NBC’s experiment with primetime television begins tonight at 10 pm, with the premier of “The Jay Leno Show.” With the 10 pm time slot typically reserved for dramas — a least on the broadcast networks — NBC is forging new territory with this nightly primetime comedy/variety show.
If we take a look at some of the reasons why NBC is taking what many deem a risk, there are some lessons for us (B2B marketers).
1. Jay Leno is an asset worth keeping. Or at least an asset worthy of protecting against the competition getting him. NBC knew that locking in Jay Leno would prevent him — and his loyal viewers — from moving to another network. The lesson? Know what your assets are (including your very brand) and be sure to leverage them appropriately.
2. Ratings are down. With so many more options available for our entertainment — cable channels, the Internet, movies on demand, video games, etc. — NBC needed to consider how to get more viewers tuned in to them. The lesson? When customers begin to vote with their wallets and to defect, it’s important to take a hard look at how you can get them back (even if it means a paradigm shift for you or your company).
3. Consumer behavior has changed. With the advent of the DVR, we aren’t tied to watching our favorite shows only when they’re aired or through reruns. We can enjoy them on our own time table. It’s been said that NBC is hoping the new format will bring viewers at 10 pm to enjoy the show ‘in real time.’ The lesson? Customers today are different from the customers of yesterday. The recession has, of course, had a tremendous impact on changing behaviors. Sales cycles are longer and sometimes more complicated. Customers don’t merely want, but they demand return on their investments. Understanding how your customers have changed and how you must adjust to fit their needs — not your own — is critical to success. I would caution, however, on just ‘hoping’ as NBC appears to be doing. A little research goes a long way to making your decisions effective ones.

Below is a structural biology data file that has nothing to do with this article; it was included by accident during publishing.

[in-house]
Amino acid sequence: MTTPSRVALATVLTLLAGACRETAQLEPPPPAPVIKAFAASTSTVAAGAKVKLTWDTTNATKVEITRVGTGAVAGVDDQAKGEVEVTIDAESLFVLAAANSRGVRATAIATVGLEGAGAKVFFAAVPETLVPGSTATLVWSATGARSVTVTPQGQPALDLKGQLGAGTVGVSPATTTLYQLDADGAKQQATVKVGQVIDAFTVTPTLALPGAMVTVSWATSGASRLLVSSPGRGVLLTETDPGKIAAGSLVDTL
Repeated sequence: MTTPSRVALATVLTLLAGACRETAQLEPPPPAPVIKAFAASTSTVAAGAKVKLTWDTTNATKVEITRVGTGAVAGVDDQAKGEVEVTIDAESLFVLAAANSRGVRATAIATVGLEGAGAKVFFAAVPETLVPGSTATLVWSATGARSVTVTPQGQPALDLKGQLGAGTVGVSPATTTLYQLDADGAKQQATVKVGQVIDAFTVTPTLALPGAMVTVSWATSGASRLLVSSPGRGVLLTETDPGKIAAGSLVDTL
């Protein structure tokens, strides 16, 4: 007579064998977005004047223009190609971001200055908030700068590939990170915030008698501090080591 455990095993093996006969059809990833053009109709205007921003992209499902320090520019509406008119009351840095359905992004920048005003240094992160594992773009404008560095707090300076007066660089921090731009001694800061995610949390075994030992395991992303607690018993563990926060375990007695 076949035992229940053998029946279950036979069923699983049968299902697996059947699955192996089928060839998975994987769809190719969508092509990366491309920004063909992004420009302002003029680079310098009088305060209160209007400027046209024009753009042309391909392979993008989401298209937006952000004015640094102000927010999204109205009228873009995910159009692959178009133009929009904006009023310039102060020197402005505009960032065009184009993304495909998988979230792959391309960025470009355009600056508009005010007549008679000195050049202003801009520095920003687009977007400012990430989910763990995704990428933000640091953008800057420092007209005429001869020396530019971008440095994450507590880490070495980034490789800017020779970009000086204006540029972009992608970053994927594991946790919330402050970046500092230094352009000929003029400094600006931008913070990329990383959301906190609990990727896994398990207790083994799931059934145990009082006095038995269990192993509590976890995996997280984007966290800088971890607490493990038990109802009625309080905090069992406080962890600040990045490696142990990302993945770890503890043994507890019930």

4. It’s expensive to launch a new hit drama (much less to have it succeed). NBC knows that producing “The Jay Leno Show” will be significantly less expensive than a new drama. And with only one out of about every five new dramas succeeding in a season, they figure the gamble is worth it. The lesson? Sometimes it’s important to look at the breadth of what you have to take to market and look for less-costly-but-still-valued options to include. Again, research can help take some of the guesswork out of the choices available to you, and to test that those choices don’t diminish your brand.
5. The old business model is, well, old. Based somewhat on reasons 2 and 3 above, NBC maintains that the old business model won’t work in today’s world. They’ve decided to ‘shake things up,’ again thinking that the gamble will be worth it. The lesson? When the marketplace changes, it’s time to consider whether reinvention — of your company, of your products or services, of your target markets, or of your very business model — is needed.
Whether “The Jay Leno Show” will succeed or fail remains to be seen. I know the NBC executives will be watching. And so will I.